The final poem, Numbers, brings precision and apparent clarity – the ‘mechanical’ threads – together, yet resolution remains elusive. The last three lines almost mischievously remind the reader to resist reaching for obvious conclusions, even after repeated rereadings.   The glass retains opacity, the landscape remains blurred, boundaries are still uncertain:

 I gave them all my numbers / knowing they mean nothing. They mistook them / for answers. I knew they would

… splendid lines with which to conclude a collection of poems that cannot disappoint.

Zelda Chappel’s collection The Girl in the Dog-tooth Coat is available from Bare Fiction Poetry

Out – explaining a poem

 

Screen Shot 2017-07-03 at 06.29.04

The latest edition of the Maligned Species ebooks from Fair Acre Press has been published recently, concluding a quartet of poetry publications during February celebrating Spiders, Grey Squirrels, Frogs and Stinging Nettles. The series is expertly published by Nadia Kingsley.

I’m pleased that my poem “Out” was accepted for the latter edition. It deals with exclusion and ostracization because of perceived “difference”, telling of a young man who takes a lunchtime break from office bullies to search for the solace available in the natural world, where authenticity is to be found and celebrated. He literally grasps the nettle of facing up to the pain of life and the choices that have to be made. The resulting discomfort is preferable, stimulating even, compared with the suppressed rage of silently tolerating prejudice, harassment and social cruelty … as many who resort to self-harm in response to abuse will testify. The stinging nettle provides an appropriate metaphor.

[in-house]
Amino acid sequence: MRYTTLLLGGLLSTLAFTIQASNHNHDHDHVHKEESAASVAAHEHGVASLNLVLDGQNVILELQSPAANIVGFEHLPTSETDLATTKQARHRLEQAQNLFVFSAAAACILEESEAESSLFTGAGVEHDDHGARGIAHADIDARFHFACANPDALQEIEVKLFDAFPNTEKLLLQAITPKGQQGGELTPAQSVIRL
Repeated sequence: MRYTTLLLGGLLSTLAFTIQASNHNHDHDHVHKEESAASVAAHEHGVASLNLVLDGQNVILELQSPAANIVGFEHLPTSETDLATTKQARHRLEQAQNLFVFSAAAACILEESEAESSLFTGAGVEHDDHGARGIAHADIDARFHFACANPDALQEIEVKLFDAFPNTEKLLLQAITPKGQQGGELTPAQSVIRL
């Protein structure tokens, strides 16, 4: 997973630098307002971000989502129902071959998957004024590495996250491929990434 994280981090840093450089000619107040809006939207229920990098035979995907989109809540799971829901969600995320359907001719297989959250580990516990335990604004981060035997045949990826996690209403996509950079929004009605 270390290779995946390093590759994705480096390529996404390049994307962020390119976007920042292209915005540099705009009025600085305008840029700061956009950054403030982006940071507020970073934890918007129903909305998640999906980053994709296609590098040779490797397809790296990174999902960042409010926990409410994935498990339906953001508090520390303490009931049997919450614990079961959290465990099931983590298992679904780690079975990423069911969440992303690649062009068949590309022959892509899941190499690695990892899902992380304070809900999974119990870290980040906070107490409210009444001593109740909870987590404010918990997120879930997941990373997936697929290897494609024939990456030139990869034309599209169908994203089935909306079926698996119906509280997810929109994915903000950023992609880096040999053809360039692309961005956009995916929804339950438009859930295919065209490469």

Why explain the poem? Isn’t it better to allow audience to interpret? Yes. Almost always, yes. And often a reader or listener will pick up on some significance that the poet themselves hadn’t fully realized. But, having been told recently that the imagery in another of my poems was impenetrable, I thought this was an opportunity to talk about the kinds of psychologies that might be lurking beneath the surface of poems. Sometimes I ask my reader or listener to work a little harder to grasp my nettles. I don’t think that’s a bad thing for the recipient. Coming to the aha! moment after putting in a little extra time and effort has to be more rewarding than the quick flick of an obvious reveal. Well, doesn’t it?

Anyway. Here’s the link to the Fair Acre press shop where you can download the entire Stinging Nettles ebook or pdf for £2.99, proceeds going to the charity Plantlife.
Fairacre Press bookshop
The tremendous cover at the top of this blog post is by Peter Tinkler and is especially sympathetic to “Out” and other poems in the collection by:

David Calcutt, Andrew Fusek Peters, Nadia Kingsley, Liz Lefroy, Emma Purshouse, and John Siddique. Also poems from: Deb Alma, Jean Atkin, Carole Bromley, Tina Cole, Linda Goulden, Jan Harris, Steve Harris, Angi Holden, Janet Jenkins, Chris Kinsey, Patricia Leighton, Mandy Mcdonald, Alwyn Marriage, Rosie Mapplebeck, Gillian Mellor, Nicky Phillips, Pauline Prior-Pitt, Antoinette Rock, Helen Seys Llewellyn, Sophie Starkey, Claire Stephenson, Giles Turnbull, and Deborah Wargate.